Feeding Your Baby & Yourself

Your expert guide to nourishing your newborn and your postpartum self
Dr. Ariana Witkin

Whether or not your baby is already born, you may already be thinking about feeding. Should you breastfeed or bottle-feed? What brand of formula is best? What about pumps, bottles, and nipples?

There is no shortage of questions (and concerns!) when it comes to feeding your baby. Many women feel pressure to get it “right” and experience mounting anxiety as the responsibility of being the sole food source for your newborn sets in.

The purpose of this blog is to outline your choices for feeding your baby — and they are just that: choices. We will also review the keys to feeding and nourishing yourself.

If you take away one thing from this piece, let it be this: The most important thing is to feed your baby — it doesn’t matter how!

The Different Ways of Feeding Your Baby

When it comes to feeding your newborn, you can offer either breastmilk or formula. While we will discuss feeding directly at the breast and with a bottle, please note there are additional ways to feed your newborn, such as with a tube, cup, or syringe that will not be reviewed here.


Photo by MART PRODUCTION from Pexels

The American Academy of Pediatrics recommends exclusive breastfeeding for the first 6 months of a baby’s life and through one year of age. The World Health Organization recommends breastfeeding through two years of age.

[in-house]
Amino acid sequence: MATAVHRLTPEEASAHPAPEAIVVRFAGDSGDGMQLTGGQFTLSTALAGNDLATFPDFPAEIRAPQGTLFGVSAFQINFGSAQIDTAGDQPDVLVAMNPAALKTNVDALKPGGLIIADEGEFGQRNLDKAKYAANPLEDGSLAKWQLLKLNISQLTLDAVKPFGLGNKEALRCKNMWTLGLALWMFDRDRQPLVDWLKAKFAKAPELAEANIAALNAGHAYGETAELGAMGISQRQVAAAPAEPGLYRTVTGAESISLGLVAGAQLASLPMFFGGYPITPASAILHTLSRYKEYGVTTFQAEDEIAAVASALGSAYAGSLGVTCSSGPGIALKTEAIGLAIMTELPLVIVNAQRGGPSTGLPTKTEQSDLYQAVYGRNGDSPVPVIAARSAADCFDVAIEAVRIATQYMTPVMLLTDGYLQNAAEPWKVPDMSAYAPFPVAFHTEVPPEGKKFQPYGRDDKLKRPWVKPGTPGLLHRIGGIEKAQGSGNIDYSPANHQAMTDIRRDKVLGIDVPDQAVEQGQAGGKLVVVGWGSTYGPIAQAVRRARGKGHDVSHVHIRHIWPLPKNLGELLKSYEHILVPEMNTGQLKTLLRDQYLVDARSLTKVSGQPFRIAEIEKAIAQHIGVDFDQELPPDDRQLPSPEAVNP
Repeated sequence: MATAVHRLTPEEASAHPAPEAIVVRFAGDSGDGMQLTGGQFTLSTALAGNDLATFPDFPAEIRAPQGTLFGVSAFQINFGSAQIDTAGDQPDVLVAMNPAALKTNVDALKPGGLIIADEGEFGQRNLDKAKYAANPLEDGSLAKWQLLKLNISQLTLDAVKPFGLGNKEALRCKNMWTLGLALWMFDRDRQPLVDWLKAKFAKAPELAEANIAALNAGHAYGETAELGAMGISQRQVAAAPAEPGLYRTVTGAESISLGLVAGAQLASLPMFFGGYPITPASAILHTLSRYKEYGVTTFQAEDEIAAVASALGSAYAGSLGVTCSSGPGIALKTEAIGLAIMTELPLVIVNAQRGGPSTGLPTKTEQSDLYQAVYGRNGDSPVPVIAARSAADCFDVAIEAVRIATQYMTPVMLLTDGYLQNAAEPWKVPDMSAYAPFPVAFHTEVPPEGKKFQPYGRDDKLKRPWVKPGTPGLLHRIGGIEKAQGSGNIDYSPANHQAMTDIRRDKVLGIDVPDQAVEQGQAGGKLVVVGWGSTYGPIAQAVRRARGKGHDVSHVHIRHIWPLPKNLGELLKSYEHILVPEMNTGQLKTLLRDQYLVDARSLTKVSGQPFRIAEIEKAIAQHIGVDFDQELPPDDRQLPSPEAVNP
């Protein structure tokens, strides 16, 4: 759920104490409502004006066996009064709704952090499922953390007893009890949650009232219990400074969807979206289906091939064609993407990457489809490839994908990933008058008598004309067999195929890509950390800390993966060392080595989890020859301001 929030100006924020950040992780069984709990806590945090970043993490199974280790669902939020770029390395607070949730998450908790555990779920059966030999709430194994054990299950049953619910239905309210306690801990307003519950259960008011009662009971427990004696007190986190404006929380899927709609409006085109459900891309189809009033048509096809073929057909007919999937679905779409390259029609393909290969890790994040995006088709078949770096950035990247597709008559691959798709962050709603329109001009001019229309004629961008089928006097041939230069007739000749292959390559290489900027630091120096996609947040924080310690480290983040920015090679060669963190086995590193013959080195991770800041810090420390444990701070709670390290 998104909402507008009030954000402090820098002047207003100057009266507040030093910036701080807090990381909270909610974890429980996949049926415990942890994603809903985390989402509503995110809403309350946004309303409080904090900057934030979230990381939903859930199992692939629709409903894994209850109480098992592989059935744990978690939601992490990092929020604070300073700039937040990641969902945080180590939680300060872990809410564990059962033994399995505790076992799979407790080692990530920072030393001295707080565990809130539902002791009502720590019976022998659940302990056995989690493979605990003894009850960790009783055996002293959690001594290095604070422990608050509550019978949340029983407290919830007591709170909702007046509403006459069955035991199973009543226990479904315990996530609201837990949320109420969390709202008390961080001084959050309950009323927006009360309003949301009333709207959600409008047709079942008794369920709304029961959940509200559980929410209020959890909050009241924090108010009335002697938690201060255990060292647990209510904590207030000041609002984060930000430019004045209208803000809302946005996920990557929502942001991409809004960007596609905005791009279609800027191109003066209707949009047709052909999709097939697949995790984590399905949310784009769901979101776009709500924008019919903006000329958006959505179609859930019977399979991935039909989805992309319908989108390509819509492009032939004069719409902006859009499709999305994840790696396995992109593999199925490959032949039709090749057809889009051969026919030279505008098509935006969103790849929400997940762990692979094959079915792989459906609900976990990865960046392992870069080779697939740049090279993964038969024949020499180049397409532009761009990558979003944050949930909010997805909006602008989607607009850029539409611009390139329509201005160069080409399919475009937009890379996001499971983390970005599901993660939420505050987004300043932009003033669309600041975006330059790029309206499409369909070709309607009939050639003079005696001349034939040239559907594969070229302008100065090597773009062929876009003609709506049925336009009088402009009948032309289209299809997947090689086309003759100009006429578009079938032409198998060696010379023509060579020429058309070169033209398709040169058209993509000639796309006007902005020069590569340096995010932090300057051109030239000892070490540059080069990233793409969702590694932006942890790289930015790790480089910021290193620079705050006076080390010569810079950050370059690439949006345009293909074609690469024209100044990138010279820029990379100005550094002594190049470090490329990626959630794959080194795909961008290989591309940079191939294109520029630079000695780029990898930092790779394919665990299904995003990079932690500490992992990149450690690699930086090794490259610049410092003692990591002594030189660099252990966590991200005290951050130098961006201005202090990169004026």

During pregnancy, many women will start producing breast milk during the second trimester (although you will likely not know it). Towards the end of pregnancy, you may see colostrum, the first milk, which can look like sticky drops of yellow fluid or dried crust on your nipple. For most women, this colostrum will transition to more mature breastmilk about 3 days after giving birth. 

If you’ve delivered your baby via cesarean section or have certain medical conditions (such as postpartum hemorrhage, breast augmentation, or breast cancer), it may take longer for your milk to transition. You may hear people refer to this period as your milk “coming in”. 

When a baby is born, his/her stomach is about the size of a blueberry. They don’t need very much milk to fill that space! Many women worry they do not have enough breastmilk to feed their baby, and most often, this is not true. All babies lose weight after they are born. Your pediatrician will advise you if you are breastfeeding and they are concerned your baby needs more volume or calories.